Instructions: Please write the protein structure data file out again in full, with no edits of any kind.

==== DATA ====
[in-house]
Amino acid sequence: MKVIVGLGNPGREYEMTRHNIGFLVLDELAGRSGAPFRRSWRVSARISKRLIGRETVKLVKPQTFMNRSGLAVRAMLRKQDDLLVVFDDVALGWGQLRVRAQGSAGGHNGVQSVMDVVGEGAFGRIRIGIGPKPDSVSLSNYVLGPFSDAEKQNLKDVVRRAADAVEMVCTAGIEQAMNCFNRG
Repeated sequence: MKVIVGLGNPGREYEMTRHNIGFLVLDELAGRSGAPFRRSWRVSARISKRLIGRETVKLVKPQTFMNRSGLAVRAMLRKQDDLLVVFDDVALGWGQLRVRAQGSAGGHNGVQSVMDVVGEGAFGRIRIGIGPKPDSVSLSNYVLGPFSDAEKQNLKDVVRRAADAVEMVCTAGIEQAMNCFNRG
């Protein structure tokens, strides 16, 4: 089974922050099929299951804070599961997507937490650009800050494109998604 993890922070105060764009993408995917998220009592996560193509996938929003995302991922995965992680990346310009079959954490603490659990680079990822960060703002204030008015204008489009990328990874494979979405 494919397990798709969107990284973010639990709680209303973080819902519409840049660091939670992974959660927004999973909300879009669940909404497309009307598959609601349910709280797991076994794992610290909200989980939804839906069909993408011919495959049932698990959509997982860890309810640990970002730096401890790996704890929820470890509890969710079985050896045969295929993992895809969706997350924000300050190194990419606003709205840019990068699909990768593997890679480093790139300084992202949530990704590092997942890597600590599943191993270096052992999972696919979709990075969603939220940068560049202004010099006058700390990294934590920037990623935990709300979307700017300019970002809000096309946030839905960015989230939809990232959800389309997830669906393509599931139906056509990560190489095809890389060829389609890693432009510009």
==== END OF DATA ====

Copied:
[in-house]
Amino acid sequence: MKVIVGLGNPGREYEMTRHNIGFLVLDELAGRSGAPFRRSWRVSARISKRLIGRETVKLVKPQTFMNRSGLAVRAMLRKQDDLLVVFDDVALGWGQLRVRAQGSAGGHNGVQSVMDVVGEGAFGRIRIGIGPKPDSVSLSNYVLGPFSDAEKQNLKDVVRRAADAVEMVCTAGIEQAMNCFNRG
Repeated sequence: MKVIVGLGNPGREYEMTRHNIGFLVLDELAGRSGAPFRRSWRVSARISKRLIGRETVKLVKPQTFMNRSGLAVRAMLRKQDDLLVVFDDVALGWGQLRVRAQGSAGGHNGVQSVMDVVGEGAFGRIRIGIGPKPDSVSLSNYVLGPFSDAEKQNLKDVVRRAADAVEMVCTAGIEQAMNCFNRG
């Protein structure tokens, strides 16, 4: 089974922050099929299951804070599961997507937490650009800050494109998604 993890922070105060764009993408995917998220009592996560193509996938929003995302991922995965992680990346310009079959954490603490659990680079990822960060703002204030008015204008489009990328990874494979979405 494919397990798709969107990284973010639990709680209303973080819902519409840049660091939670992974959660927004999973909300879009669940909404497309009307598959609601349910709280797991076994794992610290909200989980939804839906069909993408011919495959049932698990959509997982860890309810640990970002730096401890790996704890929820470890509890969710079985050896045969295929993992895809969706997350924000300050190194990419606003709205840019990068699909990768593997890679480093790139300084992202949530990704590092997942890597600590599943191993270096052992999972696919979709990075969603939220940068560049202004010099006058700390990294934590920037990623935990709300979307700017300019970002809000096309946030839905960015989230939809990232959800389309997830669906393509599931139906056509990560190489095809890389060829389609890693432009510009």